Pyongyang donju frequent South Korean-run salons in China

Women from North Korea’s expanding entrepreneurial class in Pyongyang are reported to be enamored with South Korean culture, even seeking out South Korean-run hair salons to get their hair styled.
“Female shop owners and donju in the provinces make sure to seek out and visit [South Korean-operated] hair salons in China when they go on business trips,” a source close to North Korean affairs in China told Daily NK on December 22. “They get their hair permed without caring if the hair salon is operated by South Koreans.” 
According to the source, most of the South Korean hair salons are located in Dandong City, Liaoning Province, which is also a hub for various wholesale shops and stores selling goods catering to the North Korean market.
The hair designers employed in these salons have comparatively advanced styling techniques, attracting the interest of North Korean women. In particular, donju women who who find themselves well-off through their market activities are willing to pay premium prices which most local people in Dandong cannot afford.
“One hair shop [name retracted for security purposes], which has been run by a hairdresser known for her advanced skills for more than 10 years, charges 400-500 RMB for a perm. This is quite expensive, but women from Pyongyang don’t blink at the price, visiting the salon regularly,” a source in Pyongyang added. 
“When these women return to North Korea after having their hair styled or permed in South Korean-run hair shops, they become the envy of other women. Many bring their daughters along to China just to get a perm.” 
It has not been long since Hallyu (South Korean cultural wave) and its associated hairstyles became popular in North Korea. Only a few years ago, such clothing and hairstyles were harshly condemned as ‘anti-socialist’ and prohibited in North Korean society, to the extent that North Korean women visiting China were expected to promote the same image even when they went abroad.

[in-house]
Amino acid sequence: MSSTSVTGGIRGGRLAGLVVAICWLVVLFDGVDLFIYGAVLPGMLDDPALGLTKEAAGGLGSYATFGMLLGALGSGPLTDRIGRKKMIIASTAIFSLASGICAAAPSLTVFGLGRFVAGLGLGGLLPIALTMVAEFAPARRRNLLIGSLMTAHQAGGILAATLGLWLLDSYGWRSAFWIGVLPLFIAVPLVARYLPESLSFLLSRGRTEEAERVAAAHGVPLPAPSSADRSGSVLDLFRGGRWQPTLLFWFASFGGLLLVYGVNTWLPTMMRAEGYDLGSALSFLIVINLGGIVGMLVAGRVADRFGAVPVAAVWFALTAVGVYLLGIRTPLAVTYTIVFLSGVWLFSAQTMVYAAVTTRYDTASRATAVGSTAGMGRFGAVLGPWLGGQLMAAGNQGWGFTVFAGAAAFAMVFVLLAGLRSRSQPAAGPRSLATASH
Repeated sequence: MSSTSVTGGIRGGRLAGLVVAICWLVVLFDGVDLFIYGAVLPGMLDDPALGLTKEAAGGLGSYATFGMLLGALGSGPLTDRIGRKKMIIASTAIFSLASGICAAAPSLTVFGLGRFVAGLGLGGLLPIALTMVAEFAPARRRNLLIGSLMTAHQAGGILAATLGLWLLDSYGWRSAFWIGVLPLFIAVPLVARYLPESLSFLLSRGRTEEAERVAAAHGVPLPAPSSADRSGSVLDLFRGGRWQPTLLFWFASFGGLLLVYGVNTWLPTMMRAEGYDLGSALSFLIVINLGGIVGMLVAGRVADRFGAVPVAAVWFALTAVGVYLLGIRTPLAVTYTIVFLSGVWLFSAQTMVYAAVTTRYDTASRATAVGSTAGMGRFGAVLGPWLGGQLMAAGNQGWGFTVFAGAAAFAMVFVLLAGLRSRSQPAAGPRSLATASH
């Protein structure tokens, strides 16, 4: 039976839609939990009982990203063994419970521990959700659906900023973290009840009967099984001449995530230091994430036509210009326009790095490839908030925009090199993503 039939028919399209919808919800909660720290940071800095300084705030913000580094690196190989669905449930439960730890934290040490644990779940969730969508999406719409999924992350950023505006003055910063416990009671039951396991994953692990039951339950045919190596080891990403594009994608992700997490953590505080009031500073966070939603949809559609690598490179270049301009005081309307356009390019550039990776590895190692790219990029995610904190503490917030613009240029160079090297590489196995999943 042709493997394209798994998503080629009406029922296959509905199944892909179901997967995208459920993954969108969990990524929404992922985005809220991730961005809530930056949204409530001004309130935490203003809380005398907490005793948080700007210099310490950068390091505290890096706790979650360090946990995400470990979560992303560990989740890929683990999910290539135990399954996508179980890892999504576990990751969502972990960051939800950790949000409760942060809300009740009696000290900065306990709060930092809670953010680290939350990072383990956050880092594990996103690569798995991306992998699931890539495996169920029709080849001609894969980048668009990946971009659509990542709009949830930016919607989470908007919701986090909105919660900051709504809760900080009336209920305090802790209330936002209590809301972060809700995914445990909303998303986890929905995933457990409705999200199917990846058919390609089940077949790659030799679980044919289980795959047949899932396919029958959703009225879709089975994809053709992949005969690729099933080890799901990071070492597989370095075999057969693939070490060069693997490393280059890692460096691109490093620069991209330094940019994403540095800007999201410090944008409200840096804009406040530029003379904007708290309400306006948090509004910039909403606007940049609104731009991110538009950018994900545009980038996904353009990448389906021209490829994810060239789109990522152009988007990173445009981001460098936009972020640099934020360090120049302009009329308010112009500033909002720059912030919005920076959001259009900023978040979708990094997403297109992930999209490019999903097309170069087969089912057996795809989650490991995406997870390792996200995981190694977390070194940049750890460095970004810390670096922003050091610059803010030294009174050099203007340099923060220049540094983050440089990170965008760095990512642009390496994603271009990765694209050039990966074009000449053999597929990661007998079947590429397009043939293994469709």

But in more recent times, as the North Korean authorities appear to have taken a more laissez-faire approach to market activities, the women of North Korea have begun to depart from the state-mandated clothing styles. Kim Jong Un’s wife Ri Sol Ju has shown a public preference for a more modern style of clothing, which has provided some encouragement to other women in the country. Expressing one’s individualism through personal appearance is emerging as an acceptable practice, in contrast to the universal style of a collective society.
“Urban women do not want the traditional, conservative hairstyles anymore, even in the provincial regions. As South Korean culture has become popular, women disregard old ways of styling their hair according to whether they are married or single, choosing whichever style suits their personal tastes,” a source in North Pyongan Province said. 
Regarding socialist hair perm styles, the North Korean magazine ‘Joseon Women’ states that women in their 20s and 30s should wear feathered bangs in front with bouncier waves on top and a curled-under style on the bottom, while women in their 40s and 50s should keep their hair at a shorter length of 15-20 cm with a soft wave style.
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